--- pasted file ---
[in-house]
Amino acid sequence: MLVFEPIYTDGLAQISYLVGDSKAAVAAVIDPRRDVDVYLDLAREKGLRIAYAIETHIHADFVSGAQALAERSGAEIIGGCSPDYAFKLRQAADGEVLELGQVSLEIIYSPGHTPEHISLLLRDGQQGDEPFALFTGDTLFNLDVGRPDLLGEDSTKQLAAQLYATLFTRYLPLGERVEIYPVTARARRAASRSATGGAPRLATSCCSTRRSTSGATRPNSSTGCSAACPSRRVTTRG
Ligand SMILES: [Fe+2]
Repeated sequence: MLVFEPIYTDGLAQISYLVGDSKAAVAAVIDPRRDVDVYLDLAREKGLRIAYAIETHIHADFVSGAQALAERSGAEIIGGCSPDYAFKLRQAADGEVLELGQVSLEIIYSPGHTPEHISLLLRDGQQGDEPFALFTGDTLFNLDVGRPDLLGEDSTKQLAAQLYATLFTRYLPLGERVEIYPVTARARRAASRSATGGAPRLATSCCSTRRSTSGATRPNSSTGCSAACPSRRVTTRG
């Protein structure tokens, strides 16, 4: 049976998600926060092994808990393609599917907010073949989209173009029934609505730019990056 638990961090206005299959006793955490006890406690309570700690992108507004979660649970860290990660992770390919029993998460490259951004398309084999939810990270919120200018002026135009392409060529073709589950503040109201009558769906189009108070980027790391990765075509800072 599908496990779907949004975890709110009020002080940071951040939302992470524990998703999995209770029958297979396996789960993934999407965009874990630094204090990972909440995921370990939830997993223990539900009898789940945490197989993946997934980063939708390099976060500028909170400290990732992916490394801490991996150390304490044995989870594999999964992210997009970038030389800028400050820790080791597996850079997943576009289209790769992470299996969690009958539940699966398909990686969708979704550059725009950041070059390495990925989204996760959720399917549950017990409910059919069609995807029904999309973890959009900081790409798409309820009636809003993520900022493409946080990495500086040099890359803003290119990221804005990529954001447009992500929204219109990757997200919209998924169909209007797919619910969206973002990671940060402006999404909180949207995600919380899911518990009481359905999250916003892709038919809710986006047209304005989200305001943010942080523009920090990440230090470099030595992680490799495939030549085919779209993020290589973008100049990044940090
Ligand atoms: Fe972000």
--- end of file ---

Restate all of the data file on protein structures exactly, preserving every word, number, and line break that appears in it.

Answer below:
[in-house]
Amino acid sequence: MLVFEPIYTDGLAQISYLVGDSKAAVAAVIDPRRDVDVYLDLAREKGLRIAYAIETHIHADFVSGAQALAERSGAEIIGGCSPDYAFKLRQAADGEVLELGQVSLEIIYSPGHTPEHISLLLRDGQQGDEPFALFTGDTLFNLDVGRPDLLGEDSTKQLAAQLYATLFTRYLPLGERVEIYPVTARARRAASRSATGGAPRLATSCCSTRRSTSGATRPNSSTGCSAACPSRRVTTRG
Ligand SMILES: [Fe+2]
Repeated sequence: MLVFEPIYTDGLAQISYLVGDSKAAVAAVIDPRRDVDVYLDLAREKGLRIAYAIETHIHADFVSGAQALAERSGAEIIGGCSPDYAFKLRQAADGEVLELGQVSLEIIYSPGHTPEHISLLLRDGQQGDEPFALFTGDTLFNLDVGRPDLLGEDSTKQLAAQLYATLFTRYLPLGERVEIYPVTARARRAASRSATGGAPRLATSCCSTRRSTSGATRPNSSTGCSAACPSRRVTTRG
């Protein structure tokens, strides 16, 4: 049976998600926060092994808990393609599917907010073949989209173009029934609505730019990056 638990961090206005299959006793955490006890406690309570700690992108507004979660649970860290990660992770390919029993998460490259951004398309084999939810990270919120200018002026135009392409060529073709589950503040109201009558769906189009108070980027790391990765075509800072 599908496990779907949004975890709110009020002080940071951040939302992470524990998703999995209770029958297979396996789960993934999407965009874990630094204090990972909440995921370990939830997993223990539900009898789940945490197989993946997934980063939708390099976060500028909170400290990732992916490394801490991996150390304490044995989870594999999964992210997009970038030389800028400050820790080791597996850079997943576009289209790769992470299996969690009958539940699966398909990686969708979704550059725009950041070059390495990925989204996760959720399917549950017990409910059919069609995807029904999309973890959009900081790409798409309820009636809003993520900022493409946080990495500086040099890359803003290119990221804005990529954001447009992500929204219109990757997200919209998924169909209007797919619910969206973002990671940060402006999404909180949207995600919380899911518990009481359905999250916003892709038919809710986006047209304005989200305001943010942080523009920090990440230090470099030595992680490799495939030549085919779209993020290589973008100049990044940090
Ligand atoms: Fe972000």